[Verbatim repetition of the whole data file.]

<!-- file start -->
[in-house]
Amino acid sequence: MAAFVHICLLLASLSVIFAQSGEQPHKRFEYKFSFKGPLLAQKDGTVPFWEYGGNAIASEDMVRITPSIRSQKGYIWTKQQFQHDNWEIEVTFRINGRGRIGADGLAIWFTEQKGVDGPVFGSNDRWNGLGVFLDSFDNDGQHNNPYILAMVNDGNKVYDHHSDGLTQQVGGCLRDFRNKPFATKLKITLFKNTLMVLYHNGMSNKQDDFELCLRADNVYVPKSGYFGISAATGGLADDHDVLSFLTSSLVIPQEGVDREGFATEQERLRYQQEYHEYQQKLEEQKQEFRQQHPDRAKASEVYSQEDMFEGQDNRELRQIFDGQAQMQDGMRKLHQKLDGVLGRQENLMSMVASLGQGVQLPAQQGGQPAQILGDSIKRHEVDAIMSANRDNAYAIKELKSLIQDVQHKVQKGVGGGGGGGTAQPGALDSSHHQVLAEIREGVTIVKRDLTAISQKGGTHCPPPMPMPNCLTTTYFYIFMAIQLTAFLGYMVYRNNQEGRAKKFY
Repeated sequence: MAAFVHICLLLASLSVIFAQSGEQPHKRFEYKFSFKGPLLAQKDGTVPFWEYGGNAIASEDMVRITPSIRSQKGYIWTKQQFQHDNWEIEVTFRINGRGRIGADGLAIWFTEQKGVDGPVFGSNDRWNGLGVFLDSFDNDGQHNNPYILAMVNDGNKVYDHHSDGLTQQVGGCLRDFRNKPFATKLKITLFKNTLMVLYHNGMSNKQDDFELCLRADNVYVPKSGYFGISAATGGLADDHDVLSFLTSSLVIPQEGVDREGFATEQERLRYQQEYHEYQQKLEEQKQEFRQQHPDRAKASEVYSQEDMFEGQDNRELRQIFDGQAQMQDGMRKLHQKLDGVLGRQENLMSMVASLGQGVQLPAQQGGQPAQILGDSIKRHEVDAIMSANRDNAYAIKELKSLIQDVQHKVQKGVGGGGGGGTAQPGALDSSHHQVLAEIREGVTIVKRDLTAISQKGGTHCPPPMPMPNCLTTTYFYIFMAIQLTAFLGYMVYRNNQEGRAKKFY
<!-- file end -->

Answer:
[in-house]
Amino acid sequence: MAAFVHICLLLASLSVIFAQSGEQPHKRFEYKFSFKGPLLAQKDGTVPFWEYGGNAIASEDMVRITPSIRSQKGYIWTKQQFQHDNWEIEVTFRINGRGRIGADGLAIWFTEQKGVDGPVFGSNDRWNGLGVFLDSFDNDGQHNNPYILAMVNDGNKVYDHHSDGLTQQVGGCLRDFRNKPFATKLKITLFKNTLMVLYHNGMSNKQDDFELCLRADNVYVPKSGYFGISAATGGLADDHDVLSFLTSSLVIPQEGVDREGFATEQERLRYQQEYHEYQQKLEEQKQEFRQQHPDRAKASEVYSQEDMFEGQDNRELRQIFDGQAQMQDGMRKLHQKLDGVLGRQENLMSMVASLGQGVQLPAQQGGQPAQILGDSIKRHEVDAIMSANRDNAYAIKELKSLIQDVQHKVQKGVGGGGGGGTAQPGALDSSHHQVLAEIREGVTIVKRDLTAISQKGGTHCPPPMPMPNCLTTTYFYIFMAIQLTAFLGYMVYRNNQEGRAKKFY
Repeated sequence: MAAFVHICLLLASLSVIFAQSGEQPHKRFEYKFSFKGPLLAQKDGTVPFWEYGGNAIASEDMVRITPSIRSQKGYIWTKQQFQHDNWEIEVTFRINGRGRIGADGLAIWFTEQKGVDGPVFGSNDRWNGLGVFLDSFDNDGQHNNPYILAMVNDGNKVYDHHSDGLTQQVGGCLRDFRNKPFATKLKITLFKNTLMVLYHNGMSNKQDDFELCLRADNVYVPKSGYFGISAATGGLADDHDVLSFLTSSLVIPQEGVDREGFATEQERLRYQQEYHEYQQKLEEQKQEFRQQHPDRAKASEVYSQEDMFEGQDNRELRQIFDGQAQMQDGMRKLHQKLDGVLGRQENLMSMVASLGQGVQLPAQQGGQPAQILGDSIKRHEVDAIMSANRDNAYAIKELKSLIQDVQHKVQKGVGGGGGGGTAQPGALDSSHHQVLAEIREGVTIVKRDLTAISQKGGTHCPPPMPMPNCLTTTYFYIFMAIQLTAFLGYMVYRNNQEGRAKKFY